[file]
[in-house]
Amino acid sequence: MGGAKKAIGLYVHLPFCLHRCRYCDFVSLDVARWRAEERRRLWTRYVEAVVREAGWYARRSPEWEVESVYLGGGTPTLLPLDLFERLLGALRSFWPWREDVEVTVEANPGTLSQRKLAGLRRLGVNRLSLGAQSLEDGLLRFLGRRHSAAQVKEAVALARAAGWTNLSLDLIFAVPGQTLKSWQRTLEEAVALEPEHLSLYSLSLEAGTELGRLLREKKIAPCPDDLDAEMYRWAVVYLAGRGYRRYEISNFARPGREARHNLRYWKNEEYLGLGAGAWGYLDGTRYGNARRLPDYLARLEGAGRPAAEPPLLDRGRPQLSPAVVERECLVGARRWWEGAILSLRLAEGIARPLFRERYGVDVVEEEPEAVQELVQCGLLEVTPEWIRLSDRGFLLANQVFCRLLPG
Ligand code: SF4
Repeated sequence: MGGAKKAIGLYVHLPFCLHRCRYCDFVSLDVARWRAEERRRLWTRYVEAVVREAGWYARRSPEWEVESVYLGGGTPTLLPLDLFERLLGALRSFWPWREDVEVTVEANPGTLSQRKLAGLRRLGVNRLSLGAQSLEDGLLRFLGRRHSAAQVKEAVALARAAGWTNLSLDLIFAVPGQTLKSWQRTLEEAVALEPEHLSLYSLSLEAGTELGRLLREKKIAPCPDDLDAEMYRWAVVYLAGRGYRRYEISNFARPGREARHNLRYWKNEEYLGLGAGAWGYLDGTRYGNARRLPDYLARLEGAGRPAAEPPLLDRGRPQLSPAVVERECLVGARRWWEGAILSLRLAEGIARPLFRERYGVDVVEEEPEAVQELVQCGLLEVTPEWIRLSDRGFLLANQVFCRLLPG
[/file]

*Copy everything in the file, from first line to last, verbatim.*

[in-house]
Amino acid sequence: MGGAKKAIGLYVHLPFCLHRCRYCDFVSLDVARWRAEERRRLWTRYVEAVVREAGWYARRSPEWEVESVYLGGGTPTLLPLDLFERLLGALRSFWPWREDVEVTVEANPGTLSQRKLAGLRRLGVNRLSLGAQSLEDGLLRFLGRRHSAAQVKEAVALARAAGWTNLSLDLIFAVPGQTLKSWQRTLEEAVALEPEHLSLYSLSLEAGTELGRLLREKKIAPCPDDLDAEMYRWAVVYLAGRGYRRYEISNFARPGREARHNLRYWKNEEYLGLGAGAWGYLDGTRYGNARRLPDYLARLEGAGRPAAEPPLLDRGRPQLSPAVVERECLVGARRWWEGAILSLRLAEGIARPLFRERYGVDVVEEEPEAVQELVQCGLLEVTPEWIRLSDRGFLLANQVFCRLLPG
Ligand code: SF4
Repeated sequence: MGGAKKAIGLYVHLPFCLHRCRYCDFVSLDVARWRAEERRRLWTRYVEAVVREAGWYARRSPEWEVESVYLGGGTPTLLPLDLFERLLGALRSFWPWREDVEVTVEANPGTLSQRKLAGLRRLGVNRLSLGAQSLEDGLLRFLGRRHSAAQVKEAVALARAAGWTNLSLDLIFAVPGQTLKSWQRTLEEAVALEPEHLSLYSLSLEAGTELGRLLREKKIAPCPDDLDAEMYRWAVVYLAGRGYRRYEISNFARPGREARHNLRYWKNEEYLGLGAGAWGYLDGTRYGNARRLPDYLARLEGAGRPAAEPPLLDRGRPQLSPAVVERECLVGARRWWEGAILSLRLAEGIARPLFRERYGVDVVEEEPEAVQELVQCGLLEVTPEWIRLSDRGFLLANQVFCRLLPG